His Super Bowl ad also stirred up controversy due to guns. It featured Lamon on a Wild West set, taking on “the D.C. Gang.” Actors play “Old Joe” as Joe Biden, “Shifty Kelly” as Kelly, and “Crazyface Pelosi” as Speaker of the House Nancy Pelosi (D-12-Calif.). Pinal County Sheriff Mark Lamb and Border Patrol Council President Brandon Judd make appearances. Lamon shoots at the three Democrats, knocking their guns and knives out of their hands (without injuring them), forcing them to flee.

His message for Easter reminded people that God is in control. “We must never forget, even in our darkest days, almighty God is in charge. He has a plan. With faith, he will show us the way.” Other provocative ads include “Mad as Hell” and “Line in the Sand,” where he declares, “If you mess with a rattlesnake, you’ll regret it.”

Lamon was one of Arizona’s 11 Republican electors who chose former President Donald Trump instead of Joe Biden in a sort of alternative slate in December 2020. The Democrat-controlled January 6 House committee subpoenaed two of Arizona’s electors, Nancy Cottle and Loraine Pellegrino of the Arizona Federation of Republican Women, on January 28 along with 12 other Republican electors from six other states.

Up until recently, Brnovich held a significant lead in the polls, but the race began tightening in the last couple of months. Political pollster Mike Noble of OH Predictive Insights dismissed Lamon in February as desperate, “with his 5 percent in the polling to zero.”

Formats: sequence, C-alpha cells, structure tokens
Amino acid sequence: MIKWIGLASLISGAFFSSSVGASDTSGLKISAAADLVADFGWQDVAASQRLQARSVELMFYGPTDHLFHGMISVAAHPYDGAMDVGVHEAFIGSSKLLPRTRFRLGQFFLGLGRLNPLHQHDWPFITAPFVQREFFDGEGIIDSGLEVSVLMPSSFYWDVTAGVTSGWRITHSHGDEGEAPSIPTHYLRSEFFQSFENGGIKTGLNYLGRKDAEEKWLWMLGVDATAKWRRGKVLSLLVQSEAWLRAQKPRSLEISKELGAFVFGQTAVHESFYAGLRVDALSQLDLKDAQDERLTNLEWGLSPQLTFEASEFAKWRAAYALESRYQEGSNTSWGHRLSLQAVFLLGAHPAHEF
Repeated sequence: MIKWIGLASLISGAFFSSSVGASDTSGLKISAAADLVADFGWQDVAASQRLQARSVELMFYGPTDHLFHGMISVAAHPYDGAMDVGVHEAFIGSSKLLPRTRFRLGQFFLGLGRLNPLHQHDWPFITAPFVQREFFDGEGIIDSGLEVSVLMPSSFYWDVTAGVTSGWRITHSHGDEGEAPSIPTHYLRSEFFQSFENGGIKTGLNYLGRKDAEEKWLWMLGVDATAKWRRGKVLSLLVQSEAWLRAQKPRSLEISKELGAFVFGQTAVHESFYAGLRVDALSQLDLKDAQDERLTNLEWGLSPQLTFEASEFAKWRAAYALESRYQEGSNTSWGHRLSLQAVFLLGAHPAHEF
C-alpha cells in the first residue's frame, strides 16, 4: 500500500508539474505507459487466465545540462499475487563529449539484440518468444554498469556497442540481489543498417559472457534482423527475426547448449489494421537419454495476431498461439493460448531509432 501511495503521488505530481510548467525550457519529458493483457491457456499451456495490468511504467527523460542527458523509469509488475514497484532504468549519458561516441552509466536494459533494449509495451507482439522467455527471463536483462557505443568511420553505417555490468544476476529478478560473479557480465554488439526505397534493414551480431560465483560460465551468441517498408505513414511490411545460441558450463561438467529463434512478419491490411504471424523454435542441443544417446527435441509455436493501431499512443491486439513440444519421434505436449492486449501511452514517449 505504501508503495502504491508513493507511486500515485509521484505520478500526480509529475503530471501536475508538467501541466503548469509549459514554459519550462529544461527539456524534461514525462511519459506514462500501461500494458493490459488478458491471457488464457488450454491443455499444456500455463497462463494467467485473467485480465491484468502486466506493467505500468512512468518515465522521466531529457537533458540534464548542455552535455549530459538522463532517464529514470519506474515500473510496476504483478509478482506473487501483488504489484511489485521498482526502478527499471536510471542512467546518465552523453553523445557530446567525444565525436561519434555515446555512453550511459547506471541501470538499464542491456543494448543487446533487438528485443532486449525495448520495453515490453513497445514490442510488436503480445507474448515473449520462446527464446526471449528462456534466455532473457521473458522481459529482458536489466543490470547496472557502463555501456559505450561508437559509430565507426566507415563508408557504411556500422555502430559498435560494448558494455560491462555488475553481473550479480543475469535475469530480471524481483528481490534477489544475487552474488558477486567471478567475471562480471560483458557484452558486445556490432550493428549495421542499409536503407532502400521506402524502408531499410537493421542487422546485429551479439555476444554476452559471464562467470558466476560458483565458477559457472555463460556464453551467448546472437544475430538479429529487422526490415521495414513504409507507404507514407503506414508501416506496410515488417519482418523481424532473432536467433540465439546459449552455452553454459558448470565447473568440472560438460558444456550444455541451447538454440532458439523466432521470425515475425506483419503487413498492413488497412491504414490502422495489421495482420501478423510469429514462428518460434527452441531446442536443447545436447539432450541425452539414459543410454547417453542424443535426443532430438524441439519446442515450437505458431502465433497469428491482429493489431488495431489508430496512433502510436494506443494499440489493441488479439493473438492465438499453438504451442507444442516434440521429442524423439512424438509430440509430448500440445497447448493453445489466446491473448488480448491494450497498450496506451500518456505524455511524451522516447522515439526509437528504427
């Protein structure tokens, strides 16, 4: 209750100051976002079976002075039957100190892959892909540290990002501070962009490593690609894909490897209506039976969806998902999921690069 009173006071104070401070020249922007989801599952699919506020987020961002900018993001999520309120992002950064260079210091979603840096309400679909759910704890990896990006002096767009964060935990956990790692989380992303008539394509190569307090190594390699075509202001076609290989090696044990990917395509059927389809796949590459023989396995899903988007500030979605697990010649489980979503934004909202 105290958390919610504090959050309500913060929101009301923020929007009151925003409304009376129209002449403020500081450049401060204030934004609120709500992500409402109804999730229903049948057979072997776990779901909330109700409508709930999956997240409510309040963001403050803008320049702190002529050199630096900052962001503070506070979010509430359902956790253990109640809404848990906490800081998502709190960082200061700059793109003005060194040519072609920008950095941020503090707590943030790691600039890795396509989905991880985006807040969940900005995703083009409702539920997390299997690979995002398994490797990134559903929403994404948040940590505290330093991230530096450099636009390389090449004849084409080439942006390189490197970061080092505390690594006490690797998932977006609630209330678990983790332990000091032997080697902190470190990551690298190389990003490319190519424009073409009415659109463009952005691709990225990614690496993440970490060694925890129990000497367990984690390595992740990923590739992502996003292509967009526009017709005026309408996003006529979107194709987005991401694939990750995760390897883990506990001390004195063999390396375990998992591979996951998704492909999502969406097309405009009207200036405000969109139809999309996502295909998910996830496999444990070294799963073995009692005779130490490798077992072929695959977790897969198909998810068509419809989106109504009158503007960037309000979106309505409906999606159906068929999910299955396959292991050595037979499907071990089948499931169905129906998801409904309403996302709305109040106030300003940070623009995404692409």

But that has all changed, and Puetz believes the ads combined with Lamon’s relentless campaigning across the state are key factors.  A HighGround survey from early April showed him neck and neck with Brnovich at 10 percent each, and Masters trailing at 6 percent. A Data Orbital poll also from early April showed Lamon surging with 26 percent, Brnovich at 20 percent, and Masters at 10 percent. A survey in late April from the Trafalgar Group put Lamon at 24 percent, Brnovich at 23 percent, and Masters at 19 percent. Another poll in late April from McLaughlin & Associates, provided to The Sun Times from the campaign, showed him at 25%, Brnovich at 22%, and Masters at 16%. Lamon’s own internal poll conducted in early April showed him at 32 percent, Brnovich at 20 percent, and Masters lagging with 9 percent.There are two other candidates in the primary who have been unable to get traction, Major General Michael McGuire and Arizona corporation commissioner Justin Olson.

Unlike Masters, who directs much of his attacks in campaign ads at Brnovich, Lamon has kept his ads focused on Kelly’s policies, calling him a “bald-faced liar” in one campaign spot. According to FEC filings, Lamon is spending over a million a month on the campaign.

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Rachel Alexander is a reporter at the Arizona Sun Times and The Star News NetworkFollow Rachel on Twitter. Email tips to [email protected].
Photo “Jim Lamon” by Jim Lamon.